An epistle is a letter sent to a person or group of people that is generally elegant, formal and didactic in nature. This is the form of Luanne Rice and Joseph Monninger’s collaborative novel, The Letters.
Sam and Hadley West have lost their only child, Paul, in a plane crash in Alaska, where he had gone to teach. The loss of their son throws their marriage into turmoil and they are now on opposite sides of continent waiting for their divorce to become final. Hadley, an artist, is holed up in a little cottage on an island off the coast of Maine. Sam, a sports journalist, has gone to Alaska in an effort to recreate Paul’s last days and see the site of the plane crash. The Letters (no surpise here) is the shared correspondence between the two as they work through their individual grief and slowly make their way back to each other.
In theory, this sort of novel is fraught with problems from the get-go. First of all, it’s all tell. Dear Hadley, today I did this. Dear Sam, today I thought this. I mean, people don’t write this sort of letter anymore, do they? Geesh, I don’t think people write letters at all anymore and I say this as a life-long letter writer who might write a half dozen letters a year now- most of them scribbled notes. So, as a reader, if you can get past the conceit, you then have to decide whether the novel has the emotional resonance the topic deserves.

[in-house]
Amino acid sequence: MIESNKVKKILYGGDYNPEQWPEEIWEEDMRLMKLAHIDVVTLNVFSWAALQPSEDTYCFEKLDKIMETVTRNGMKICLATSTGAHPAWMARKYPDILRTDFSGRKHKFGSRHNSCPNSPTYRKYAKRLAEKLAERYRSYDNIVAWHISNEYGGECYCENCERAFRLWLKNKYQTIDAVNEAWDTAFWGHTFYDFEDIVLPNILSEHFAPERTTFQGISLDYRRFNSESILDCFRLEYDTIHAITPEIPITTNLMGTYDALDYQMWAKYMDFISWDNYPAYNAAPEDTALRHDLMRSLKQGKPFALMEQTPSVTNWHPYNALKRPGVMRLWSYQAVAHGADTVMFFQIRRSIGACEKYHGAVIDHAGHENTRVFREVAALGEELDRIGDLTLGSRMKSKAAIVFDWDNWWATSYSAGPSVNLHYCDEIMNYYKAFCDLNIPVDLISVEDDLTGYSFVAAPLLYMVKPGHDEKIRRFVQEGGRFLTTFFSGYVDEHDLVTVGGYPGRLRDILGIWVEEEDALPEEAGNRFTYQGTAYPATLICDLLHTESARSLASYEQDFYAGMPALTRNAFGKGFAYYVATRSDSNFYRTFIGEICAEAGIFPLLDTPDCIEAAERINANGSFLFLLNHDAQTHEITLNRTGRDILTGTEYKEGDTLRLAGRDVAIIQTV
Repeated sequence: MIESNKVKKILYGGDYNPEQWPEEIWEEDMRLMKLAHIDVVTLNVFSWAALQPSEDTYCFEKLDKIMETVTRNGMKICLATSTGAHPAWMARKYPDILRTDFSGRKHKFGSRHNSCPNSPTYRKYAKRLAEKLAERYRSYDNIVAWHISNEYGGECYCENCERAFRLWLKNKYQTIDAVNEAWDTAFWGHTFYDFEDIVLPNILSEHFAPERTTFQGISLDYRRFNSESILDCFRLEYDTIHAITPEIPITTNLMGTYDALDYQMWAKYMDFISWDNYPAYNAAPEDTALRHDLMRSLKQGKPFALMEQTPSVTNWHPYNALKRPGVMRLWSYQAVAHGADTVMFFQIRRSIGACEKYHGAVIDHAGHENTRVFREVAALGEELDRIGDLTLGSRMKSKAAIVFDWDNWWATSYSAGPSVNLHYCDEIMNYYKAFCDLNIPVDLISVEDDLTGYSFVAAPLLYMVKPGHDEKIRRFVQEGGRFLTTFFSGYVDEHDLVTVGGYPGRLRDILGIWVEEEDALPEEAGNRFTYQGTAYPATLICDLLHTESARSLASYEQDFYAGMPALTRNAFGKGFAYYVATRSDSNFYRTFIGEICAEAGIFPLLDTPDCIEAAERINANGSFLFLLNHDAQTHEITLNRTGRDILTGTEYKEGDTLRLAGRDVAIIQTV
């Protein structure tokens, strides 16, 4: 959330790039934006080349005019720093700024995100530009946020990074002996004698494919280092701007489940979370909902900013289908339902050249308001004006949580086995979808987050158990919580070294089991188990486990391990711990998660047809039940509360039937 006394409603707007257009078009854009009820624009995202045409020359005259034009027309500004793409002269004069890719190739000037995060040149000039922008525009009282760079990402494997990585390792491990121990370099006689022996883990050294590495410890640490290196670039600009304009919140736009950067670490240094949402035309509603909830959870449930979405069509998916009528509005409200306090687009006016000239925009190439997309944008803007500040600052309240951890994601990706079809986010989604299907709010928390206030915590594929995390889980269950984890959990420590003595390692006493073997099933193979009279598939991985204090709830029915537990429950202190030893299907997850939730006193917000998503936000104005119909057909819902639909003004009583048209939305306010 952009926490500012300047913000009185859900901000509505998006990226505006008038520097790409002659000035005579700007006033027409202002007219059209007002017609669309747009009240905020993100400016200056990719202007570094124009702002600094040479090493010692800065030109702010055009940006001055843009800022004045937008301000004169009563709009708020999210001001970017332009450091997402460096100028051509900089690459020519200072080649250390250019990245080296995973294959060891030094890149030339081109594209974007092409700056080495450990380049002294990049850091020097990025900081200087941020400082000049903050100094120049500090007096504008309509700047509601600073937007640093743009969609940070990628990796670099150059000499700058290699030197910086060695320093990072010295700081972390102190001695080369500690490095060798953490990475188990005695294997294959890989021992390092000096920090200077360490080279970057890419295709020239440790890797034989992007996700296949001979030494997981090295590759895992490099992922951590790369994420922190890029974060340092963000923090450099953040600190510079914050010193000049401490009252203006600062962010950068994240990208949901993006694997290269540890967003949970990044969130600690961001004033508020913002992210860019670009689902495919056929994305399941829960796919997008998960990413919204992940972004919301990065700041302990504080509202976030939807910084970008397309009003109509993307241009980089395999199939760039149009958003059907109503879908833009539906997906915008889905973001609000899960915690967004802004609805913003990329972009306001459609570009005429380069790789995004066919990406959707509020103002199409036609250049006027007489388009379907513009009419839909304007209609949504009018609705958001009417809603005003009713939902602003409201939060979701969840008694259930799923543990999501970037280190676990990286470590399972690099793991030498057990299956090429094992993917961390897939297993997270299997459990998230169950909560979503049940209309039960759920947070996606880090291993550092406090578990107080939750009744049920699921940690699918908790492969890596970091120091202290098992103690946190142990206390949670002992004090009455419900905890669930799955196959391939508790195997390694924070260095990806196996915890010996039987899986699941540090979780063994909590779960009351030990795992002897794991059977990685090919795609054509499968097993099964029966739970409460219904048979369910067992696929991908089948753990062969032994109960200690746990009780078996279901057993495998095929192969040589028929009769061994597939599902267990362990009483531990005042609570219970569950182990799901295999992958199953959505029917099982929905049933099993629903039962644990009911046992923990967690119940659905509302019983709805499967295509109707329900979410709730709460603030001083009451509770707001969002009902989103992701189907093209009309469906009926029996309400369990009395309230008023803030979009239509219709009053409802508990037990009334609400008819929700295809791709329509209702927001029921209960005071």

I liked The Letters. Hadley and Sam were two people faced with an unbearable tragedy. Their letters allow them to work through their grief, unload some of their anxiety and face up to past mistakes. It also allows them the opportunity (and the reader, too) to trace the trajectory of their lives – from the moment they met to this place they now find themselves…where they need each other more than anything and yet make the very human mistake of pushing each other away.
In less competent hands, The Letters might have been a hot mess, but Rice and Monninger do an admirable job of making Sam and Hadley people with real flaws and their story should be relatable to anyone who has ever lost a child or almost walked away from the very person they need most.